Abstract-and-index databases also track how often papers are cited, and it is through this citation analysis that you can get a sense of what people have written and what, based on the citations, are considered either foundational papers in the field or are new enough to be necessary to a review of the current trends. This citation data can be used to analyze scholarly research in many ways, including by topic, author, affiliation, publication, time period, and other factors. When looking for articles for a review article (or literature review), using Scopus is the best way to make sure you're reading the articles you should be.
Scopus includes a few very useful ways to analyze articles in groups, either as a collection of search results or as the articles that all cite a particular article. Here is an image of the "Documents by year" graph for articles in a search, showing the how many articles per year were published on that topic.
Sources (Journals, Conference Proceedings, Book Series) and Coverage:
A common way to judge the effect of a journal on a field of research is through using citation data, tracking the number of times articles are cited, to aid in the decision-making process for those who might need this data: researchers looking to publish, librarians looking to subscribe, or promotion & tenure committees looking to judge the work done by researchers. But it's important to remember that the effect of a journal might be seen in measures other than citation data, so while it's a good data point to keep in mind when making your own decision, it should not be the only one you consider.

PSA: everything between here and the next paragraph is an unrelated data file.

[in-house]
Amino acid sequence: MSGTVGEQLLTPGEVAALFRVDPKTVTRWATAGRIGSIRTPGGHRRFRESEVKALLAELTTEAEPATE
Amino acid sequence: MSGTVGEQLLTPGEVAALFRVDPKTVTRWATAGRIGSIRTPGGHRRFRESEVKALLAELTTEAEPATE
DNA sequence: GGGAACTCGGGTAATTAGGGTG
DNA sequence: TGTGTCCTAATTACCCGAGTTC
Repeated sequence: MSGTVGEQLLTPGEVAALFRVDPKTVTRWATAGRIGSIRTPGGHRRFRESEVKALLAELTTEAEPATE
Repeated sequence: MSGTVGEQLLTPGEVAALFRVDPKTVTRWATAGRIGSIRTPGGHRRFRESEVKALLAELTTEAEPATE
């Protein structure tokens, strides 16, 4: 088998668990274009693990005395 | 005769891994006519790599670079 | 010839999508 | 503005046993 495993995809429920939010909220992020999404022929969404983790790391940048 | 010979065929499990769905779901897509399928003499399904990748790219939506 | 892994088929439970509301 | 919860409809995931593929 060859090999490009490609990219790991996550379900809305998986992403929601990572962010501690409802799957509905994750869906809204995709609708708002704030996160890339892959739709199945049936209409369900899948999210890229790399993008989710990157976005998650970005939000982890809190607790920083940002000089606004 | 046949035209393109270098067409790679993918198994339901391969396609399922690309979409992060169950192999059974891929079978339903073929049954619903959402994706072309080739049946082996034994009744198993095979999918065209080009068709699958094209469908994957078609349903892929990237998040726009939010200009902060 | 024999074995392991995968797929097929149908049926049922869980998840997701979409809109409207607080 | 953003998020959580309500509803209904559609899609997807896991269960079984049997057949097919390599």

Scopus' journal-level metrics include the following:
PlumX altmetrics (tracking article activity online)
h-index and h-graph: "A researcher's performance based on career publications, as measured by the lifetime number of citations that each published article receives; h-indices indicate a balance between productivity (scholarly output) and citation impact (citation count)."
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